Project Bread chief oversees war with many fronts
Ellen Parker, executive director of Project Bread, has had a long career in social services, and she knows that giving help is much easier than accepting it.
The back-and-forth — giving and receiving — is what Parker calls “a delicate balance,” and getting that balance right is something Parker puts at the front of her work with Project Bread, a hunger relief organization.
“People just desperately need to have a sense of dignity,” Parker said. Being hungry presents even greater pain, she added, because “people are ashamed to not have enough to eat in a state that seems to be so filled with abundance.”
Parker has been at the helm of Project Bread since 1996, after working as Boston Mayor Ray Flynn’s senior policy adviser for human services, running the Boston regional office of Catholic Charities and running programs for adolescent girls and young mothers at Crittenton Hastings house. Relieving hunger in Massachusetts is Parker’s passion now, and while the problem is not solved, Parker said she knows she is getting closer.
The Walk for Hunger is Project Bread’s largest and best-known initiative, and has run since 1969. But Parker has expanded the nonprofit’s focus to include improving the quality of meals in schools. More than 34 percent of public school children in Massachusetts are eligible for free meals in school, and Parker has galvanized the organization into making school food “a protection against hunger for low-income kids,” she said.
“She’s very smart, very intuitive, and she motivates people,” said Jeff Carp, chief legal officer for State Street Corp. and a member of Project Bread’s board of directors. Carp said that Parker inspires her staff to “go down the same page and take great pride in what they’ve accomplished.”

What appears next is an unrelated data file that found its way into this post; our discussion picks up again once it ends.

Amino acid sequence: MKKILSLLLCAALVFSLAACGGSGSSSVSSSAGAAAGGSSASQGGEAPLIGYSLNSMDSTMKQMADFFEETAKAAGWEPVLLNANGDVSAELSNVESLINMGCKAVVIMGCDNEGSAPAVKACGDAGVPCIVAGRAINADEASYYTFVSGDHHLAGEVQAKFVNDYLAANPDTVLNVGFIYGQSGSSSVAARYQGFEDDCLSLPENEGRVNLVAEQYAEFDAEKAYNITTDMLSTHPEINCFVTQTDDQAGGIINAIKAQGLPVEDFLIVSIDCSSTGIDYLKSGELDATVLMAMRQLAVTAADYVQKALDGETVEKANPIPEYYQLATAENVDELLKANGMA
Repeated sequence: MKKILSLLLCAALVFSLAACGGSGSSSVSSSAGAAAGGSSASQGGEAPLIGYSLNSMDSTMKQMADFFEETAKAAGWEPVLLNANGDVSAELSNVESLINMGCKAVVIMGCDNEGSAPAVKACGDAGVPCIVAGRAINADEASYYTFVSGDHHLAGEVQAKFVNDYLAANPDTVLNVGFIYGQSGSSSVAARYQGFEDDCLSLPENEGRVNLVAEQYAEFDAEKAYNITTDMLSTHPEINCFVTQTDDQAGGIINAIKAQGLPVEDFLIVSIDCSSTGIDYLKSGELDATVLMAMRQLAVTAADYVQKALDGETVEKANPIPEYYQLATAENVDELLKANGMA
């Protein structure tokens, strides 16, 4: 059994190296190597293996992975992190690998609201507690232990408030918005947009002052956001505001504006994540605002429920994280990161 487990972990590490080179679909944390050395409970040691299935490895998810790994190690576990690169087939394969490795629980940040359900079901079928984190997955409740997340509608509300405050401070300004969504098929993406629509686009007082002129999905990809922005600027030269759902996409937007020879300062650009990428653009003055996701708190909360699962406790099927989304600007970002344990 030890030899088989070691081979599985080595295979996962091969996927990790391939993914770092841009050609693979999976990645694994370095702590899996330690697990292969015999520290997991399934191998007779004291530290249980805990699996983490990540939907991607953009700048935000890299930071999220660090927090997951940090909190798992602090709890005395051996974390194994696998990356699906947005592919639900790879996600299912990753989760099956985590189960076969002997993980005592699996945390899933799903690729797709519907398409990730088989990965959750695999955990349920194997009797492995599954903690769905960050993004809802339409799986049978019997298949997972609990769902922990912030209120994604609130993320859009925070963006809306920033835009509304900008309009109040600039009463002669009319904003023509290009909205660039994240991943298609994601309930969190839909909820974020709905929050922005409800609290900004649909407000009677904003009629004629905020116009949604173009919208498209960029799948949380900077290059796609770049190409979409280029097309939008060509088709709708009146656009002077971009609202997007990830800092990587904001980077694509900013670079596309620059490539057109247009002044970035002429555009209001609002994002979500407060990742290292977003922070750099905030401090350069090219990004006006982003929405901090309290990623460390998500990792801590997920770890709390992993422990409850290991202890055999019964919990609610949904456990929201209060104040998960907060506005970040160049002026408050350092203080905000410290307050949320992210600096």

When Project Bread started its work in schools, Parker said, the infrastructure was in place but the food needed improvement. To that end, Parker began an ongoing relationship with the Harvard University School of Public Health to study — and improve — the nutritional content of school meals.
She has launched the Chefs in Schools pilot program, located in public schools in Boston, Lawrence and Salem, providing healthy and appealing school meals. This year, Project Bread has three chefs in 12 public schools training cafeteria staff to make healthier meals, including fresh tomato sauce, multigrain pasta, turkey roll-ups and more.
Arbella Insurance Group’s charitable foundation recently pledged $1 million over four years to support Project Bread’s healthy schools foods initiative. Harvard School of Public Health will evaluate the initiative, and the findings will provide the basis to expand the program statewide.
Parker said the traditional metric for measuring school nutrition is what foods are being served, but her concern takes matters further.
“Have the children eaten the broccoli, the salad and the fruit?” she asked. “What is in the kids’ stomachs? It’s what we care about.”
Bringing healthy food to school is one of Parker’s major accomplishments and Project Bread’s latest approach to resolving hunger issues in Massachusetts; still, the Walk for Hunger defines the organization. The walk raises about $4.8 million each year, representing about half of the organization’s budget, and last May brought out 42,000 participants and about 2,500 volunteers.
“It really belongs to the community in a deep way,” Parker said, later adding, “I find my work so exciting. It really renews itself for me.”